History of Openfree

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1. The main concept of openfree is nothing new.

It has been perhaps the default protocol of any human/animal/biological/machine information property ever developed on Earth.

Animals learn how to acquire food and find new paths to destinations by observing other animals' behaviours.

Ancient people borrowed books and copied them to keep them for themselves (see Ancient Book Copyright). The contents' copy rights were implicitly transffered to the copiers. Or, there was no 'copyright' at all.

This particular openfree biolicense advocated by a group of people we call BioPeople started in the 1980s . This was directly and subconsciously  from the broad tradition and culture of East Asia where book contents and information property was regarded as public and to be shared unless governments have strong regulation rules (such as knowledge on gunpower production in China and Korea). This was partly due to the high barrier of learning Chinese letters in ancient times. Anyone who could copy and learn difficult Chinese letters were usually welcome to the intellectual community although there were some class issues depending on the dynasties and kingdoms.

In 1990s, when the Internet became widely available, many software packages were pirated by poor students, poor nationals, media pirates, and other criminals.

Except the professional pirates and criminals, most piracy was for personal productivity, trials, or interest. This caused some people develop shareware, freeware, and opensource schemes to benefit both developers and the illegal users. Around this time, all over the world, some software developers, in IT field, who knew the value and works of software, proposed opensource and sharing copyrights. Famous examples are GNU and various shareware and freeware licenses.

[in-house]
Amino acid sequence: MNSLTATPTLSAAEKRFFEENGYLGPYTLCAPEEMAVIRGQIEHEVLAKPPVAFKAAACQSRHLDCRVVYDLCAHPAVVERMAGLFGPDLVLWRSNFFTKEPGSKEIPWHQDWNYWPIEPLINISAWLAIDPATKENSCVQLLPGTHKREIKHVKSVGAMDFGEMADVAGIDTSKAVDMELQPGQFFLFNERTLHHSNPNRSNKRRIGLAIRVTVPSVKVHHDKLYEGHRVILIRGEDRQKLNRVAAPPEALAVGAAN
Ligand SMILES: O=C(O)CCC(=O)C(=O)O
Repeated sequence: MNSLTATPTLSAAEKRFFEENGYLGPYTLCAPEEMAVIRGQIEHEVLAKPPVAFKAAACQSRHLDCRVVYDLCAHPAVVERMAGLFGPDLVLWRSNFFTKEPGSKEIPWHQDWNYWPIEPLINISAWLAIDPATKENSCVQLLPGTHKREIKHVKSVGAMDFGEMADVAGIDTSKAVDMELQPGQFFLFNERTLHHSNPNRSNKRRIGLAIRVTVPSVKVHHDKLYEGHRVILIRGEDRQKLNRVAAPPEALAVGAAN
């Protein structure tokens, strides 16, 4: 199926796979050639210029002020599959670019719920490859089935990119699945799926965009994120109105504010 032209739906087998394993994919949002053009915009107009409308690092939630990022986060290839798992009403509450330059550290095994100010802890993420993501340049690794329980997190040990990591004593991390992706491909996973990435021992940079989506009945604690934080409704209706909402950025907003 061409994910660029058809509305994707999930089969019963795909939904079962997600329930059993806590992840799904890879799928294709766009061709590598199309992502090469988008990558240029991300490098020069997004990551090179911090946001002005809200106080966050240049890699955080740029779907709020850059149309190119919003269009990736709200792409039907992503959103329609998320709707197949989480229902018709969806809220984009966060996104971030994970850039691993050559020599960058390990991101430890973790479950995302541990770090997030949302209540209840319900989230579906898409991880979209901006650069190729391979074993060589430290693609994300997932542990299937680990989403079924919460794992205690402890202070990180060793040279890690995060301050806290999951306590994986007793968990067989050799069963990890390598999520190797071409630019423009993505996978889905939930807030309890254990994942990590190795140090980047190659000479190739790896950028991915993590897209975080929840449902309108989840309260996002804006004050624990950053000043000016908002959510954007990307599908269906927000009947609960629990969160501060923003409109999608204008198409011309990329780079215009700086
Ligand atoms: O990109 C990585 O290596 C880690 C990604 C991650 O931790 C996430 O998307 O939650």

2. Biologically Openfree
In the mid 1990s
, in Cambridge, England, a group of bioinformatics experts maintained an open and sharing attitude toward using softwares. In general, biologists had sharing attitude toward various softwares and data from biophysics, genetics, bioinformatics, and genomics. This indirectly resulted in an openfree scheme for IPs in biology. Also, the term BioLicense was coined around this time. Freescience.net domain was set up (however, not much used) to support such an openfree principle in pursuing science.

Perhaps, the first successful major openfree and biolicense based product was BioPerl. It was followed by BioJava and a long list of BioXXX (Bio[.+)] projects. Unlike present GNU derived licenses, the first BioPerl's copyright was completely openfree. I.e., no copyrights and no writerights. Anyone who changed a single character in a datum or a source code could own the original material.

By late 1990s, many BioProjects had been proposed by many bioinformatists all over the world independently and as a connected mind network both consciously and unconsciously.

The relationship between openfree and biolicense.
BioLicense is openfree. An openfree sharing attitude and strategy resulted in BioLicense.